I've made a version of stuffed tomatoes on the blog awhile back and you can check that one out here. That recipe is a bit simpler and lighter. Today's recipe is more substantial and these tomatoes are just about a meal on their own, especially if they're served with a heaping plate full of garlicky kale. Feel free to get creative with the quinoa stuffing. You can't really go wrong with it. Add some caramelized onions or roasted red peppers to it. Yum. Or I'm thinking you could even do a Mexican style version of these tomatoes with a brown rice and black bean stuffing. I'm picturing some cilantro, fresh corn, chili, and cumin topped off with a nice sprinkling of cheddar cheese. Hmmm...might have to go try that while I can still get tomatoes at the market! Either way you stuff them, they're going to be delish. I can guarantee it.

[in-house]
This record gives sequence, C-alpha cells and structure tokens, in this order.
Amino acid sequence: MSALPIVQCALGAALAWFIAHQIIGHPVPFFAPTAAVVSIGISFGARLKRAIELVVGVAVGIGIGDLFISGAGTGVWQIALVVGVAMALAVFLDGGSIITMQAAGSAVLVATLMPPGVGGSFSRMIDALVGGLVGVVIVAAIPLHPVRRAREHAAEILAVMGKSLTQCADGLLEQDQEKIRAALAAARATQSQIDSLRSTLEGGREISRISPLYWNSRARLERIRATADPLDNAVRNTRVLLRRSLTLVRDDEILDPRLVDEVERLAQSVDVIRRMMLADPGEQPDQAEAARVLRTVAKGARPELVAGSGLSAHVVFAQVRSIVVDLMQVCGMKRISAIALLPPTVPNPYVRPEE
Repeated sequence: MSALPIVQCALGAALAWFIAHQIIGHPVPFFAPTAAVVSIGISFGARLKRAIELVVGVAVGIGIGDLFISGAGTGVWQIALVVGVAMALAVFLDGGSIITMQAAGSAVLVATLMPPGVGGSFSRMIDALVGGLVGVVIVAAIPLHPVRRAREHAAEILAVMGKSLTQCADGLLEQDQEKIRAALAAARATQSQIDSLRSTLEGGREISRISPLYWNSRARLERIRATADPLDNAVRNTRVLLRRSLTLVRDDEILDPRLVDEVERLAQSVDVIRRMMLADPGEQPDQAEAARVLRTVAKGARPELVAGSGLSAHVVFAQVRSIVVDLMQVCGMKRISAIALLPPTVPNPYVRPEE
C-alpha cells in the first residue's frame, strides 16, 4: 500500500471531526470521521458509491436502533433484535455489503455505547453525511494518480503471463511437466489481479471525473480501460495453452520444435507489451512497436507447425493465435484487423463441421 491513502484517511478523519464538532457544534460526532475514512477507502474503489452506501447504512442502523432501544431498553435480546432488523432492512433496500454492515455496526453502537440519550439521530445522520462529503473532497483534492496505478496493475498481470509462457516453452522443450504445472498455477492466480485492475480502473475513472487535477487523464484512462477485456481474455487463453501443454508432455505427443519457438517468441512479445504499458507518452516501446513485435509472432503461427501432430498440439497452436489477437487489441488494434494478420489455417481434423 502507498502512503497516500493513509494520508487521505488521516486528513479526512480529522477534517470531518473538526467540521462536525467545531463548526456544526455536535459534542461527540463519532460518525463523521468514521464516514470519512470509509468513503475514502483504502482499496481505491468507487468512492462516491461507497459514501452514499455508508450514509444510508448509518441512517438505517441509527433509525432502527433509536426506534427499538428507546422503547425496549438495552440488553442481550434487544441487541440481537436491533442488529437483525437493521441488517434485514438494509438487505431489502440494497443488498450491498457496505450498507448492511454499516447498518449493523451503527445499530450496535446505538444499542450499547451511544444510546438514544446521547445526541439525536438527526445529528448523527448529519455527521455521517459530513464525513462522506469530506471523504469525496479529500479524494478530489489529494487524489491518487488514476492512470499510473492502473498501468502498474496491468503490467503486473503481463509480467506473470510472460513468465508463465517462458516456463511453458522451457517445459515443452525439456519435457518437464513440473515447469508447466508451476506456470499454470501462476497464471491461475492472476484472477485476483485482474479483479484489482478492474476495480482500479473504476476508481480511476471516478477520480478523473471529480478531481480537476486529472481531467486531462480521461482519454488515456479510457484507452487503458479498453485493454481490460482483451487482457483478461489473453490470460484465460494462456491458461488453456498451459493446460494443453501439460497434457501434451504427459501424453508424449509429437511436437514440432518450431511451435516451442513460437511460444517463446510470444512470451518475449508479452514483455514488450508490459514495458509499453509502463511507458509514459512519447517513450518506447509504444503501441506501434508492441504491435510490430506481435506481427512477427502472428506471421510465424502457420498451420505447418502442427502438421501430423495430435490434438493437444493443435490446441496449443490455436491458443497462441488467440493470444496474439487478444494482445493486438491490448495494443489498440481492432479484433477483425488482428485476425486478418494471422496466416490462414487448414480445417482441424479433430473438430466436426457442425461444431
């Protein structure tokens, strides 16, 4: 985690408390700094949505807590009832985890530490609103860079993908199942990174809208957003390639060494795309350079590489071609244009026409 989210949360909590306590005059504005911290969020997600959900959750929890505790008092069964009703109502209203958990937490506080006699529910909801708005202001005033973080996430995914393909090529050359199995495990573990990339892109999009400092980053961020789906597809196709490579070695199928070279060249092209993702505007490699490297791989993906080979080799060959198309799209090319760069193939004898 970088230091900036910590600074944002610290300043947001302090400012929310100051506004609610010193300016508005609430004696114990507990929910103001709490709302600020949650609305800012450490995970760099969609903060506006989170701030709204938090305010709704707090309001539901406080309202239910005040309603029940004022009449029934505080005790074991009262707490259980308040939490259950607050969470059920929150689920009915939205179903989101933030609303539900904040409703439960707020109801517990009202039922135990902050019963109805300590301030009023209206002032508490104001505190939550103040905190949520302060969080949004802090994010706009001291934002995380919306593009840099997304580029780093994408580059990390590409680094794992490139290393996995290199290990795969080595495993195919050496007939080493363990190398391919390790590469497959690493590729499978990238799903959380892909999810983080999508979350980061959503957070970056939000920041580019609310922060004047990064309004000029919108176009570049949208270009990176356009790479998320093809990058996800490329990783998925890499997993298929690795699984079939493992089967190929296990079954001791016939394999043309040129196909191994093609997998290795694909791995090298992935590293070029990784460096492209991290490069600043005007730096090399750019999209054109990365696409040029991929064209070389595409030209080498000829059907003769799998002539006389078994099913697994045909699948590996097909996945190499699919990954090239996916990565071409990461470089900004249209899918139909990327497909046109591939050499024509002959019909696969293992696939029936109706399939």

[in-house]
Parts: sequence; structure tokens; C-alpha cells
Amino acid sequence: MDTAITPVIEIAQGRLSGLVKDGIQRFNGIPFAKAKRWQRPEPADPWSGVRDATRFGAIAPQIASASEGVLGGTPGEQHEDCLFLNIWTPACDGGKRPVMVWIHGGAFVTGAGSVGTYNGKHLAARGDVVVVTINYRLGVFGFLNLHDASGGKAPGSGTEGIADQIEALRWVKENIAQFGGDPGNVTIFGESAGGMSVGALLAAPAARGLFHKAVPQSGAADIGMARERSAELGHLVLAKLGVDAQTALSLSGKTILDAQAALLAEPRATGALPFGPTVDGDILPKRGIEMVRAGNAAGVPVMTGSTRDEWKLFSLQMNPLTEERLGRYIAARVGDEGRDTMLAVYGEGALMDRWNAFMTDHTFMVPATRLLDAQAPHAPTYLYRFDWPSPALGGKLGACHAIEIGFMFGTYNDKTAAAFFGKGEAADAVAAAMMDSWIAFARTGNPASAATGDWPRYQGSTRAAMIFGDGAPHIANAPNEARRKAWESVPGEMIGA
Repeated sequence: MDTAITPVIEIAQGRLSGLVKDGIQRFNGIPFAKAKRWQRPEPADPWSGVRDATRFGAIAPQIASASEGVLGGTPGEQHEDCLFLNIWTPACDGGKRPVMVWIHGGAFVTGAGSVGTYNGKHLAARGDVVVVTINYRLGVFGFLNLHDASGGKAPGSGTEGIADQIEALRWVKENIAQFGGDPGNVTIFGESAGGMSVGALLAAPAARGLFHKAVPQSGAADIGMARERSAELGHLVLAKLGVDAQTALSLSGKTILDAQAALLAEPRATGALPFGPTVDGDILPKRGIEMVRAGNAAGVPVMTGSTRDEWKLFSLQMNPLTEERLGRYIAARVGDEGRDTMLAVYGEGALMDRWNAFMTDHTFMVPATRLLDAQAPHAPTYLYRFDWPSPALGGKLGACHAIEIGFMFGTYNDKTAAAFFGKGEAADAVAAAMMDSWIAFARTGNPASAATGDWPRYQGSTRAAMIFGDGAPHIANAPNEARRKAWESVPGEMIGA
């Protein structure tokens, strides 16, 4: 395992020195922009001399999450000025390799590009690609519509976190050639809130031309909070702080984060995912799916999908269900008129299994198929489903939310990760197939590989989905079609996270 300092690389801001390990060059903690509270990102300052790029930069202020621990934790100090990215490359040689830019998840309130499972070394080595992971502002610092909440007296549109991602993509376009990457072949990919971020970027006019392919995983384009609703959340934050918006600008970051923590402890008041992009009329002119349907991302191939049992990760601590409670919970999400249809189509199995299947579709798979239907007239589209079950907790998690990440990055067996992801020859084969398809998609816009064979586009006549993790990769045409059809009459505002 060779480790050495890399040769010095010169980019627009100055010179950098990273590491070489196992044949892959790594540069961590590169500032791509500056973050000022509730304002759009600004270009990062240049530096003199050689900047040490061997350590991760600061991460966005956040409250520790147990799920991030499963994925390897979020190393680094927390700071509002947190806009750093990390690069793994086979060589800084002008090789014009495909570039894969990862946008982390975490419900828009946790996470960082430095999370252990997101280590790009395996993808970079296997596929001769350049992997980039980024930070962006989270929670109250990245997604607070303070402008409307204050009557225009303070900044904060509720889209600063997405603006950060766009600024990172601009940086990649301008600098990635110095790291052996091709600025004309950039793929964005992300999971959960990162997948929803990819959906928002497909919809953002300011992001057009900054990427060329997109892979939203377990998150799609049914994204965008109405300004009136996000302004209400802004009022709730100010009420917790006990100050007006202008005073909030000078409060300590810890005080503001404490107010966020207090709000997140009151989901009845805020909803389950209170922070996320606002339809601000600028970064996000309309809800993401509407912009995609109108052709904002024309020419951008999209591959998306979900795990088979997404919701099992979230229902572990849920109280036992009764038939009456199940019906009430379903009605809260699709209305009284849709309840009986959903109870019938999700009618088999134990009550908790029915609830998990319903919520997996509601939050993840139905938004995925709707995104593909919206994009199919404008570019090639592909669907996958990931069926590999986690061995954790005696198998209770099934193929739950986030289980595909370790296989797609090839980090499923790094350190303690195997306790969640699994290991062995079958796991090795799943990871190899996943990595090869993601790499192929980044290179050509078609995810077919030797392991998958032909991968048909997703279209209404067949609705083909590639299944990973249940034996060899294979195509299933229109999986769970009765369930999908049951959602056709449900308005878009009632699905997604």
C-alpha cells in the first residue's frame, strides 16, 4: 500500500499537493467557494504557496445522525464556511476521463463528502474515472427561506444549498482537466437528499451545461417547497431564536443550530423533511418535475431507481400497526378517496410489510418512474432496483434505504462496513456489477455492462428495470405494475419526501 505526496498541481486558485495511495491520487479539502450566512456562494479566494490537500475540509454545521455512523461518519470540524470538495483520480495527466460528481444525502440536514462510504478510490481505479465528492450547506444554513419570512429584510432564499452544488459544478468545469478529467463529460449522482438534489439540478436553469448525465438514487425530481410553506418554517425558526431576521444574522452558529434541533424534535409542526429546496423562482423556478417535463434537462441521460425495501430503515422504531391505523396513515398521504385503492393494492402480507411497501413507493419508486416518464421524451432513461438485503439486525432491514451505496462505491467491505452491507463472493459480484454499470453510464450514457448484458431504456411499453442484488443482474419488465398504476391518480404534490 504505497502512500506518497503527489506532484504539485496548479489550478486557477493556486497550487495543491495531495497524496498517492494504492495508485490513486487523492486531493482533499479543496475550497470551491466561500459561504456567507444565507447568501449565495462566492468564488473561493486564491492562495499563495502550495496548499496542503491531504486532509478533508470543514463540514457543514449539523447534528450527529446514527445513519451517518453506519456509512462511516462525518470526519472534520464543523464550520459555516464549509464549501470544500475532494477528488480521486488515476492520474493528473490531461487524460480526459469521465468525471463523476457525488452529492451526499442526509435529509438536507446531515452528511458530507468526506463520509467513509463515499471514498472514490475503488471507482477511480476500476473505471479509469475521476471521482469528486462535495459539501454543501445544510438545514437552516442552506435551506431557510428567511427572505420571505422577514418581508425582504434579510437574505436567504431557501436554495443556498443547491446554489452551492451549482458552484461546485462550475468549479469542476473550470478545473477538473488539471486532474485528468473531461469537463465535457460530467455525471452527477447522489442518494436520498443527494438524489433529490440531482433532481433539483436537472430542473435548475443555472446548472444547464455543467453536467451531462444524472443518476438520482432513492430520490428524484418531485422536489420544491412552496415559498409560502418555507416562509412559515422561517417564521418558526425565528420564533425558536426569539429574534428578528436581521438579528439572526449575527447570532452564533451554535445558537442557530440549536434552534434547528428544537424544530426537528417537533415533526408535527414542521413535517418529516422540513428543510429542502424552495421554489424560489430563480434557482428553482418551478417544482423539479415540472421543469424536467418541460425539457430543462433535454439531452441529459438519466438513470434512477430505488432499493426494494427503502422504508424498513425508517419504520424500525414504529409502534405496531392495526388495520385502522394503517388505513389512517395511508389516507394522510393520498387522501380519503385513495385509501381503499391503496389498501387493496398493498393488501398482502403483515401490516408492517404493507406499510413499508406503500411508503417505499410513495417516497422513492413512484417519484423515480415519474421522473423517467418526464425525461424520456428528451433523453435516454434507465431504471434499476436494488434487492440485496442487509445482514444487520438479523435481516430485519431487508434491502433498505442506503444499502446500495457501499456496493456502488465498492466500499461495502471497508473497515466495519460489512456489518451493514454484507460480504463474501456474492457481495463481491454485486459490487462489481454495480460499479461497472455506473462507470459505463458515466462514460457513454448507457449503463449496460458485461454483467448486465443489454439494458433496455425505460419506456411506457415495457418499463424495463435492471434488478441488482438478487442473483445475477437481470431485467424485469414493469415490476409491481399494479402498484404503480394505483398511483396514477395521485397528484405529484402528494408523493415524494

Depending on how many tomatoes you choose to stuff and how large they are, you may have leftover stuffing. That's ok because this stuffing is excellent on its own served over a bed of mixed green lettuces.
Quinoa Stuffed Tomatoes
For the Quinoa Stuffing:
1 1/2 cup cooked quinoa
1 cup cooked chickpeas
1/2 cup chopped sundried tomatoes
2 cloves garlic, finely chopped
1/2 cup fresh basil, chiffonaded
1 tsp dried oregano
2 tablespoons capers
1/4 cup pitted kalamata olives, chopped
sea salt and black pepper, to taste

6-8 medium sized tomatoes
freshly grated Parmesan cheese (optional)
olive oil

1. Combine the stuffing ingredients in a large bowl and mix well. Taste and adjust seasoning. Don't be afraid to add makes the flavors pop! Set aside.

2. Preheat oven to 375. With a sharp knife, gently cut out the stem portion of each tomato. Then, with a spoon, gently scoop out as much of the seeds as possible, being careful not to split the tomatoes or poke through the bottom of them. (Note: I added the seeds of the tomatoes straight to the quinoa stuffing mixture to add moisture and because I didn't want to waste any part of my beloved tomatoes!)